Dublin Core




Baldwin, Million, Red House, White Hall. These placenames of villages In Madison County are easily explained by their connections to family names or homes. Others are not so easily identified.

Kingston, founded in the early 1800s, was named for Theodore King, the first storekeeper in that community. The oldest building in Kingston is the white frame two-story one which has housed the colored school and the Masonic Lodge.

Waco was, of course, named for the Texas town. It was the scene of a raid on Union Sympathizers by some of John Hunt Morgan's Confederate cavalry. Just beyond Waco, toward the river, is a community originally called Texas because of the statement by Abner Oldham to the effect that, he wouldn't have all that "blankety-blank" Texas country as a gift. In the post-- Civil War period it was discovered that there were two Texas, Kentuckys so the post office department declared the one in Washington County as the official one and assigned the name College Hill to the Madison County one. The reason for this was the presence in the community of a school founded by Dr. Jeremiah Ayers which was called College Hill Seminary.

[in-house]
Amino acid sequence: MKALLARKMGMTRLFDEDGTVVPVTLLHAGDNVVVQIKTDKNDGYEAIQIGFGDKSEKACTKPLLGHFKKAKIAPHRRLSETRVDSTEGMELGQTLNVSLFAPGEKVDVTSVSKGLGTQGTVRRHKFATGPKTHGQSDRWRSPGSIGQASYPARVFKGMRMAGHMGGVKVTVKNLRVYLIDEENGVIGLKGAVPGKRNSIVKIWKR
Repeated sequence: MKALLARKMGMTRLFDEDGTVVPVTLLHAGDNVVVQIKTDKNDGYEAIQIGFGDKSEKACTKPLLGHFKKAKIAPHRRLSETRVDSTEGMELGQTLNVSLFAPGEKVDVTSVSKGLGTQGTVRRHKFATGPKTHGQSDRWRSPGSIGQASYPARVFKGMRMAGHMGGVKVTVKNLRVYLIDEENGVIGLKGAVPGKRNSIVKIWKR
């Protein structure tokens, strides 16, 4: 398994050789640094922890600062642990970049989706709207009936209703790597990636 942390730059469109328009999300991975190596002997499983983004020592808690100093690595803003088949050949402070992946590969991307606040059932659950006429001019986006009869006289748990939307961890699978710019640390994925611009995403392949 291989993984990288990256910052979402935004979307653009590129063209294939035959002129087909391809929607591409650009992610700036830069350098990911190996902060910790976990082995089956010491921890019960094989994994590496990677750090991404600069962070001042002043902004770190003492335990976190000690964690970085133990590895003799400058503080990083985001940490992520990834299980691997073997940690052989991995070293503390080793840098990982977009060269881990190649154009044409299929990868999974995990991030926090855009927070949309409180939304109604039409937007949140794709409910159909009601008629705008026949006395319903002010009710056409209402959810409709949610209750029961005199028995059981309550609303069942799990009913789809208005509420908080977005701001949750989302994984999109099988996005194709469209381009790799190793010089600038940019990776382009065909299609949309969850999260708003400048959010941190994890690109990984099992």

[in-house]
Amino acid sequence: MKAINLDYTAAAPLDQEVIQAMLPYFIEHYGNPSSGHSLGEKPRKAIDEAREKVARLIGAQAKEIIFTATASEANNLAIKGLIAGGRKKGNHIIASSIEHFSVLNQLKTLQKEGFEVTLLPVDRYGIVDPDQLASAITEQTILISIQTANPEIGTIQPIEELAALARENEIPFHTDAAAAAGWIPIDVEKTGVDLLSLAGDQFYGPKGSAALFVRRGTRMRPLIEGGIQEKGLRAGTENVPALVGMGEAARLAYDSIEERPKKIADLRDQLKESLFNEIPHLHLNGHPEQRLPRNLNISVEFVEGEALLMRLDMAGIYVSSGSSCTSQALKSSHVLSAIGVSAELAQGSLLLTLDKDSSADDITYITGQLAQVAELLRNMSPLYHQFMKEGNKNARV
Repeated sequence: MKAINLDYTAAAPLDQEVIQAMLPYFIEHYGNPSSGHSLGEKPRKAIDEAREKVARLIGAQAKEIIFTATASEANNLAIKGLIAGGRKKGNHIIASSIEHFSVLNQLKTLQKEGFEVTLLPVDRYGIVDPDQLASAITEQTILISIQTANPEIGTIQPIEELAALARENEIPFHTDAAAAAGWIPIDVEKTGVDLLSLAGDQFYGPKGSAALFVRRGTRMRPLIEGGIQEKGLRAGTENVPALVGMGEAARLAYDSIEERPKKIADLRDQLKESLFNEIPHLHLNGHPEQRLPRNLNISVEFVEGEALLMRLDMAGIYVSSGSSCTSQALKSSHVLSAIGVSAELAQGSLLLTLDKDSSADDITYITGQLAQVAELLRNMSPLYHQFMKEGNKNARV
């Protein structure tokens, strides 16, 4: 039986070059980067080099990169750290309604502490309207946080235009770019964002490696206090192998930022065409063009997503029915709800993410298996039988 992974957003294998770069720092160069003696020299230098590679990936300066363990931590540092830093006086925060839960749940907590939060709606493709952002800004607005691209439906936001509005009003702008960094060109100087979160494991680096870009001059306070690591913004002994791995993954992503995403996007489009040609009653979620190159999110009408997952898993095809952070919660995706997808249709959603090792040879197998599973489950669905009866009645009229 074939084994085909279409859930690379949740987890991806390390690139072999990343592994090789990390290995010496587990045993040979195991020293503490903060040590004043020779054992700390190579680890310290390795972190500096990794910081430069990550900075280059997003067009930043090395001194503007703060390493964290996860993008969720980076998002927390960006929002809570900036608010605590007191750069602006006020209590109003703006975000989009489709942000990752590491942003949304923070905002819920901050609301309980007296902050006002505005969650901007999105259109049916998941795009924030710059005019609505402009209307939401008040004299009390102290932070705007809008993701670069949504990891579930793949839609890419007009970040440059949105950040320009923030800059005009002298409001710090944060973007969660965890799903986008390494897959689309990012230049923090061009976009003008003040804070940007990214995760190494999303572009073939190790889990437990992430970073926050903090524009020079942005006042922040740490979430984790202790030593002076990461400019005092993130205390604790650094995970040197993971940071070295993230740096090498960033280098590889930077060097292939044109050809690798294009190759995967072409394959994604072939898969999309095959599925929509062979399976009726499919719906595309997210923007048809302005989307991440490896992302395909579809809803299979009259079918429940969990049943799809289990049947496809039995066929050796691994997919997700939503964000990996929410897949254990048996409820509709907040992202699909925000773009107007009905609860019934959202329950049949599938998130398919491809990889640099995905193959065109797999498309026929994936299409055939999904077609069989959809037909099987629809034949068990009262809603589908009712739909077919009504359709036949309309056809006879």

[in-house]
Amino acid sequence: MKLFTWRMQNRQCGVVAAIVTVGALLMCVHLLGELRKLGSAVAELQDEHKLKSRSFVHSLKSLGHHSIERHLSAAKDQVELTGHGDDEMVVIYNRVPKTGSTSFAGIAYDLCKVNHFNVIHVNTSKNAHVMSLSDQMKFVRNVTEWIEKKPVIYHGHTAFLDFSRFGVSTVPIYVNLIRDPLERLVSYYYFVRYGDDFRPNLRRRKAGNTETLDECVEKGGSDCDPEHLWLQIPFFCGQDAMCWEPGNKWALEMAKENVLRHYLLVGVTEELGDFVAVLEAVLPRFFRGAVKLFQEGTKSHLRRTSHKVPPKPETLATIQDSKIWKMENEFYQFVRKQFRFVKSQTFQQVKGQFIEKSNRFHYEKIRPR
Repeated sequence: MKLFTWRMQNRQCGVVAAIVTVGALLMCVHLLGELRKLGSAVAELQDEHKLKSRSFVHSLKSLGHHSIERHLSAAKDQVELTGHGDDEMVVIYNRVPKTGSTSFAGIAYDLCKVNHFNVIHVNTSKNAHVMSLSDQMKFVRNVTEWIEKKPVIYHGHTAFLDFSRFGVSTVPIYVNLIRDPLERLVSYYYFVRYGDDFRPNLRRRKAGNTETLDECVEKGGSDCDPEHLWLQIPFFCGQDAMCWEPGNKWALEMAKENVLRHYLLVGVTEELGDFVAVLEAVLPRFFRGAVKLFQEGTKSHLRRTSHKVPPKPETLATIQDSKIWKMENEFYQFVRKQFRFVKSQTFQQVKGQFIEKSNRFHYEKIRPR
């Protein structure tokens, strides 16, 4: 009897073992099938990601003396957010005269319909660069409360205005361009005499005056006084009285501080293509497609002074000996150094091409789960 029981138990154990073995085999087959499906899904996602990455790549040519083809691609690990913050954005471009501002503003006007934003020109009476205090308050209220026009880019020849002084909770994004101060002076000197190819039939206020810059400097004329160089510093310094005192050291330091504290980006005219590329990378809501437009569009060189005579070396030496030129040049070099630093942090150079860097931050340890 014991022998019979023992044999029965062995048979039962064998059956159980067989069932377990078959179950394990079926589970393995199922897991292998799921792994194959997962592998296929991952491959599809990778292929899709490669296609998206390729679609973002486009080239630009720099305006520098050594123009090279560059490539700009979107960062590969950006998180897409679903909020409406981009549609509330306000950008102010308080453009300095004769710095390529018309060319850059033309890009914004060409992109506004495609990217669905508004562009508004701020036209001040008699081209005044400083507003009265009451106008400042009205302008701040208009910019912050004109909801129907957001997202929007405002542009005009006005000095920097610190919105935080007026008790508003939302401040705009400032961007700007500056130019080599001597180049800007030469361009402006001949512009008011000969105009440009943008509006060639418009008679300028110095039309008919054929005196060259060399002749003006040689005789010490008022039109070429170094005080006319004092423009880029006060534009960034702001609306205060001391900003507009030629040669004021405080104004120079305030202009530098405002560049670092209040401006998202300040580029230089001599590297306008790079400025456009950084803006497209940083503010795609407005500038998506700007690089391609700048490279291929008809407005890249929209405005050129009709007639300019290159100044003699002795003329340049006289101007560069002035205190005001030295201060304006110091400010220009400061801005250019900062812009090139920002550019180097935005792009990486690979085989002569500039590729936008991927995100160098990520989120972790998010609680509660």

Kirksville was first called Centerville, but was changed in 1845 to honor one of its early (l832) storekeepers, Samuel Kirkendall. Valley View was named for its beauty by J.H. Powell and S.F. Rock in 1891 and became a flourishing lumber town. Around the turn of the century it had a population of around 2,000.

Elliston was named for Thomas S. Ellis, who bought a mill on Muddy Creek in 1848. You may have to search for this community now that the New Irvine Pike by-passes it. It is located just this side of Waco toward Richmond. Brassfield was named by D.C. Martin for his grandmother Brass, while Doylesville was called after its first merchant Pat Doyle. Although it is not positive, Berea is thought to have been named for the biblical city.

And as for Punkin' Run Cow Bell Hollow and Jolly Ridge, I shall leave them to your fertile imagination.


Dr. Fred Engle




Content may be freely copied for personal and educational purposes with appropriate citation. Permission is required to reprint.





Dr. Fred Engle, “Placenames,” Madison's Heritage Online, accessed May 26, 2022,